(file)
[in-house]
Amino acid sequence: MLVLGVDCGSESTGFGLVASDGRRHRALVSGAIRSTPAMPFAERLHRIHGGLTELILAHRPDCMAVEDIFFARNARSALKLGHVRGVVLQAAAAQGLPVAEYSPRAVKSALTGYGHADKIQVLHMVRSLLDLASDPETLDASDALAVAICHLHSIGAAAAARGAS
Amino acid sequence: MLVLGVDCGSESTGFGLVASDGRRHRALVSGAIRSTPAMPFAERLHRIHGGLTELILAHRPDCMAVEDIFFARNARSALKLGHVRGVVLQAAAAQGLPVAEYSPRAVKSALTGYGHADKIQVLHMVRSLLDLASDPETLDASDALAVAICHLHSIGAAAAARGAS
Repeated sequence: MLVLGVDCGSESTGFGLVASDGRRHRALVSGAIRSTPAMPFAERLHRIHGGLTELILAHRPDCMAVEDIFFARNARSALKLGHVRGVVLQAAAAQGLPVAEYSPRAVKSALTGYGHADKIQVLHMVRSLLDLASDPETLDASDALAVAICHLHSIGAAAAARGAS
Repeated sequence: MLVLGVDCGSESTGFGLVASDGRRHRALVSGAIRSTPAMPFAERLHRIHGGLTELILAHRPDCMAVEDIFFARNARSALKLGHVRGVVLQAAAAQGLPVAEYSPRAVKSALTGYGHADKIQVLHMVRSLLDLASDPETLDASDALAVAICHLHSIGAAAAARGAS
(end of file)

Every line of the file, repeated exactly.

[in-house]
Amino acid sequence: MLVLGVDCGSESTGFGLVASDGRRHRALVSGAIRSTPAMPFAERLHRIHGGLTELILAHRPDCMAVEDIFFARNARSALKLGHVRGVVLQAAAAQGLPVAEYSPRAVKSALTGYGHADKIQVLHMVRSLLDLASDPETLDASDALAVAICHLHSIGAAAAARGAS
Amino acid sequence: MLVLGVDCGSESTGFGLVASDGRRHRALVSGAIRSTPAMPFAERLHRIHGGLTELILAHRPDCMAVEDIFFARNARSALKLGHVRGVVLQAAAAQGLPVAEYSPRAVKSALTGYGHADKIQVLHMVRSLLDLASDPETLDASDALAVAICHLHSIGAAAAARGAS
Repeated sequence: MLVLGVDCGSESTGFGLVASDGRRHRALVSGAIRSTPAMPFAERLHRIHGGLTELILAHRPDCMAVEDIFFARNARSALKLGHVRGVVLQAAAAQGLPVAEYSPRAVKSALTGYGHADKIQVLHMVRSLLDLASDPETLDASDALAVAICHLHSIGAAAAARGAS
Repeated sequence: MLVLGVDCGSESTGFGLVASDGRRHRALVSGAIRSTPAMPFAERLHRIHGGLTELILAHRPDCMAVEDIFFARNARSALKLGHVRGVVLQAAAAQGLPVAEYSPRAVKSALTGYGHADKIQVLHMVRSLLDLASDPETLDASDALAVAICHLHSIGAAAAARGAS